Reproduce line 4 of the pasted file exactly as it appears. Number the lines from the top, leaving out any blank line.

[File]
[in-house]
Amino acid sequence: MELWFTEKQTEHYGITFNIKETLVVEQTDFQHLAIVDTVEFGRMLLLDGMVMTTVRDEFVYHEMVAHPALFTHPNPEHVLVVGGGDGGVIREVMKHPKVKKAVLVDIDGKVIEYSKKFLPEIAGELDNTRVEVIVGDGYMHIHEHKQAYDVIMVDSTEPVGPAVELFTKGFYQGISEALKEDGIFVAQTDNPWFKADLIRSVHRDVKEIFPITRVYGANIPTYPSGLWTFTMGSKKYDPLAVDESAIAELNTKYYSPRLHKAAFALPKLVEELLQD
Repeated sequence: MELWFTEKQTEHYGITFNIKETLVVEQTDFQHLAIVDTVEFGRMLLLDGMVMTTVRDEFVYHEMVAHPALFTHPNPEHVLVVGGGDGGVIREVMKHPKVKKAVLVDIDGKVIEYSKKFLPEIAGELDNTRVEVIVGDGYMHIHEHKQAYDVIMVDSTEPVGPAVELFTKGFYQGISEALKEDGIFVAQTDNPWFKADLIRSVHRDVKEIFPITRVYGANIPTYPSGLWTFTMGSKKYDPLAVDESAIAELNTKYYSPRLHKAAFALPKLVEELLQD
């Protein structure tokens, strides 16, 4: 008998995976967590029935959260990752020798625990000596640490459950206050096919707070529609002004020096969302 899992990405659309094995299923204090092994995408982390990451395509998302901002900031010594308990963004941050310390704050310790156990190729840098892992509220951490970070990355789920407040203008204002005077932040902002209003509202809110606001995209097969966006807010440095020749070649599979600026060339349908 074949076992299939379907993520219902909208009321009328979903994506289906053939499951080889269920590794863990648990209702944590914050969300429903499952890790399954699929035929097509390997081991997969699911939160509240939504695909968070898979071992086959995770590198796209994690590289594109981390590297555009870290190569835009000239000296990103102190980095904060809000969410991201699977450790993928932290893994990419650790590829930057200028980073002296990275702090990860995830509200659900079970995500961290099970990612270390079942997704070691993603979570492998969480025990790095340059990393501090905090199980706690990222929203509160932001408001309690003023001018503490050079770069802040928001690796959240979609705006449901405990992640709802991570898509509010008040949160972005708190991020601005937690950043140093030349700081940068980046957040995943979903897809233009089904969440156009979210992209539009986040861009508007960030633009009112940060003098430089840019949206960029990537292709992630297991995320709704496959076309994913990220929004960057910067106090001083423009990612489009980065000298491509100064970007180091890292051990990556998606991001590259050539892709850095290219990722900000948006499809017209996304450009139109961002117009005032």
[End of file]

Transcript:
């Protein structure tokens, strides 16, 4: 008998995976967590029935959260990752020798625990000596640490459950206050096919707070529609002004020096969302 899992990405659309094995299923204090092994995408982390990451395509998302901002900031010594308990963004941050310390704050310790156990190729840098892992509220951490970070990355789920407040203008204002005077932040902002209003509202809110606001995209097969966006807010440095020749070649599979600026060339349908 074949076992299939379907993520219902909208009321009328979903994506289906053939499951080889269920590794863990648990209702944590914050969300429903499952890790399954699929035929097509390997081991997969699911939160509240939504695909968070898979071992086959995770590198796209994690590289594109981390590297555009870290190569835009000239000296990103102190980095904060809000969410991201699977450790993928932290893994990419650790590829930057200028980073002296990275702090990860995830509200659900079970995500961290099970990612270390079942997704070691993603979570492998969480025990790095340059990393501090905090199980706690990222929203509160932001408001309690003023001018503490050079770069802040928001690796959240979609705006449901405990992640709802991570898509509010008040949160972005708190991020601005937690950043140093030349700081940068980046957040995943979903897809233009089904969440156009979210992209539009986040861009508007960030633009009112940060003098430089840019949206960029990537292709992630297991995320709704496959076309994913990220929004960057910067106090001083423009990612489009980065000298491509100064970007180091890292051990990556998606991001590259050539892709850095290219990722900000948006499809017209996304450009139109961002117009005032």